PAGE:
Back in April 2013, the UKIPO published a consultation paper on introducing a “superfast” 90 day patent.  Following on from the consultation, the Government has now responded and  indicated that the scheme will not go ahead.

This might seem like a blow to industry.  Long Patent Office backlogs are a common source of frustration, meaning that there is a prolonged period of legal uncertainty before the scope of protection and the possibility of launching legal action is confirmed.  There is no question that reducing these backlogs and providing a speedier service would be a “good thing”.

However, in this case while a “90 day patent” made for a good headline back in April, I have to agree that on balance the decision not to go ahead with the change was correct.

Let’s start with some context – at present, the total official fees required in order to obtain a UK patent are £230 (assuming use of the industry standard electronic filing tools).  This covers the application, search and examination fees.  The first annual renewal fee (costing £70) is due four years from the filing date.  The proposed fee for the superfast service was indicated as being between £3500-£4000 in addition to these standard fees.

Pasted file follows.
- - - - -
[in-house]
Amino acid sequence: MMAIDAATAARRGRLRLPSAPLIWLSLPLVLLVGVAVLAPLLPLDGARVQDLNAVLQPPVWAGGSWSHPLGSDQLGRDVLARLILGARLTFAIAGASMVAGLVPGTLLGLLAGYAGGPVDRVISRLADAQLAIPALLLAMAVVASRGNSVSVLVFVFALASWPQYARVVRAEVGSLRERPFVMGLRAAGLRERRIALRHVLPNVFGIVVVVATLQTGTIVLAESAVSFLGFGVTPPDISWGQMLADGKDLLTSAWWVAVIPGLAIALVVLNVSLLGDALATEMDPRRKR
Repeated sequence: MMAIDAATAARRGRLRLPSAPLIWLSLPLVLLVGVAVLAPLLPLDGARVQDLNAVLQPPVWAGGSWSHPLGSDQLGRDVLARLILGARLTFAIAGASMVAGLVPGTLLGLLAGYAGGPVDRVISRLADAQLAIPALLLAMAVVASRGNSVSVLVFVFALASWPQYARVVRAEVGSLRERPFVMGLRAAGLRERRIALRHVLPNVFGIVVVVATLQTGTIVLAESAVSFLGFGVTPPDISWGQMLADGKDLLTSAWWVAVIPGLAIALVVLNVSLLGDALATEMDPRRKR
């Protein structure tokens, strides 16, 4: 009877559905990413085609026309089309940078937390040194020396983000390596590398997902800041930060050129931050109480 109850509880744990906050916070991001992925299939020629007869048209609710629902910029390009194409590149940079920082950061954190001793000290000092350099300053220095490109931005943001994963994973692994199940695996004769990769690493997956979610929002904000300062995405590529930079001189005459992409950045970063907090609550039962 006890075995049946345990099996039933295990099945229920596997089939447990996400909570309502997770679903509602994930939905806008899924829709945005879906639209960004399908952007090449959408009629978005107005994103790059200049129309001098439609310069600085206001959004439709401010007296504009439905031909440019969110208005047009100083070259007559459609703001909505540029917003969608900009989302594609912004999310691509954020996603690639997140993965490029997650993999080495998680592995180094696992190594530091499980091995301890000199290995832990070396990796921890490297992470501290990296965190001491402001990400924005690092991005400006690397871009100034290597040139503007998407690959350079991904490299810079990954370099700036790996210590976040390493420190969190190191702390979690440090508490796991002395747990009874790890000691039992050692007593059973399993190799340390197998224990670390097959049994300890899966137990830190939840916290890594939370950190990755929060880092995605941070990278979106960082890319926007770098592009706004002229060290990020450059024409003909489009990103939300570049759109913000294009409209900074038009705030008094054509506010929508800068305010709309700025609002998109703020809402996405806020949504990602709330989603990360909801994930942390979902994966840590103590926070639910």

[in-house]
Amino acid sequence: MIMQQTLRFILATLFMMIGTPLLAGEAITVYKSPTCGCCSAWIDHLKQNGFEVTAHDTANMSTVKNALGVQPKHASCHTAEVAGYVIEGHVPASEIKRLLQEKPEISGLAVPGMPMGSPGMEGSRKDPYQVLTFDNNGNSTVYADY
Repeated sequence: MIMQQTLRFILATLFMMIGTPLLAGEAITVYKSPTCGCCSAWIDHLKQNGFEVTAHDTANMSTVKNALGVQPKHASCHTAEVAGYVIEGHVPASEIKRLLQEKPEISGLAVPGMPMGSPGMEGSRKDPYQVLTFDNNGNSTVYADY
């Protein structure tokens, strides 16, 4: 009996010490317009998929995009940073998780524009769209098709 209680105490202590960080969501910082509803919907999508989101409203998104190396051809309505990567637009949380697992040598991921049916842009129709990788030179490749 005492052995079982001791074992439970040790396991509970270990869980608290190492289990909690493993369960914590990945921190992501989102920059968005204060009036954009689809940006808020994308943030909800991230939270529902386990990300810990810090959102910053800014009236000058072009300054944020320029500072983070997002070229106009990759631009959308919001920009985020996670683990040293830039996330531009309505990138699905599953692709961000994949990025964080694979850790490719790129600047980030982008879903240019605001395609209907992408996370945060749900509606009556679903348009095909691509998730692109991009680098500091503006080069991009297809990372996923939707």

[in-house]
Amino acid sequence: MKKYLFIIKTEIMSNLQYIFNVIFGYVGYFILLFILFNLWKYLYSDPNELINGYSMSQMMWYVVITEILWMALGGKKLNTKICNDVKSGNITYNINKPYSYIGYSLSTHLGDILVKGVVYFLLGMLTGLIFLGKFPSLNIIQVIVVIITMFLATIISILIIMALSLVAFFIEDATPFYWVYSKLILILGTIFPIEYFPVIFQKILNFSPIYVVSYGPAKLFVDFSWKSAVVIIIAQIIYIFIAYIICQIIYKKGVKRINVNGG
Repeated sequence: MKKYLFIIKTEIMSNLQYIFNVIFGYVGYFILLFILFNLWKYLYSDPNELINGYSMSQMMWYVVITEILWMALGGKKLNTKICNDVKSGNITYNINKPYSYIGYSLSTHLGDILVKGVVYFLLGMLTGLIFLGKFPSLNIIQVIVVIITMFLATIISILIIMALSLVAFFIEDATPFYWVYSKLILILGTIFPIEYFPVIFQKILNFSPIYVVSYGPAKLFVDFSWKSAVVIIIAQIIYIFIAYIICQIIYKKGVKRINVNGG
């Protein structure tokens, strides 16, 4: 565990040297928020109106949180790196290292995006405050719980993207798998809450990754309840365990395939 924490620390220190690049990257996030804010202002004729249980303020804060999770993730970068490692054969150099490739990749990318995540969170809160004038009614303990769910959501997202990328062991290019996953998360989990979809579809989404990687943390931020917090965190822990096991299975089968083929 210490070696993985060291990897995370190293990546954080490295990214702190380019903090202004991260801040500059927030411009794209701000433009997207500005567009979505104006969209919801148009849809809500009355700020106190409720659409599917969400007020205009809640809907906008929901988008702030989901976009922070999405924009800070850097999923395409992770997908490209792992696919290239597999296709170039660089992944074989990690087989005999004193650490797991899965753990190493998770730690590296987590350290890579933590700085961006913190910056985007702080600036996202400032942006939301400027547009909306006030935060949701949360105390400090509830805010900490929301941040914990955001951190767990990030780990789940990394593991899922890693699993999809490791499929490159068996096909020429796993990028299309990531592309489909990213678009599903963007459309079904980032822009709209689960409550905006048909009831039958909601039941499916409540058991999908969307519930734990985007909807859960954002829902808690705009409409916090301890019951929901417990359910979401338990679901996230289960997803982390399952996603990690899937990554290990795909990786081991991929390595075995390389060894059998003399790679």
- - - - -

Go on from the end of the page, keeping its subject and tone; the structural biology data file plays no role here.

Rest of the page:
At present, there are already various options to accelerate the normal processing of UK patent applications.  “Normal” acceleration is not available automatically.  There must be some specific reason given to justify acceleration and the Office does not have to grant a request for acceleration.  However in practice I have always found it straightforward to obtain acceleration for my clients.  For example, a start up company trying to raise funds will usually qualify, or a company but with a specific need to obtain grant in order to compete against a third party or to guard against some potential infringement will also usually qualify.

In addition, there is a “green channel” that provides acceleration for any invention that shows an environmental benefit.  This requirement is also in practice applied quite broadly.  None of these acceleration options involve any additional official fees.

When acceleration is permitted, the UKIPO are good at turning the applications around quickly, and if the applicant responds promptly to any objections raised it is possible to have an application granted in 9 months or less.

These existing services are actually very good, and in my view the problem with the proposed superfast patents would have been the potential effect on other, non-“superfast” applications.  First of all, the UKIPO has limited resources and so the processing of superfast applications could impact on the performance of “regular” acceleration.  But at a more fundamental level the introduction of a much increased fee for superfast acceleration could create pressure for additional fees to be levied for regular acceleration services, or create pressure for “regular” accleration to be refused in cases where it is discretionary, with a practice to push applicants to take on the superfast route.

Therfore, I am grateful that this decision confirms the existing acceleration services will be maintained and the UKIPO’s services remain to be good value for money.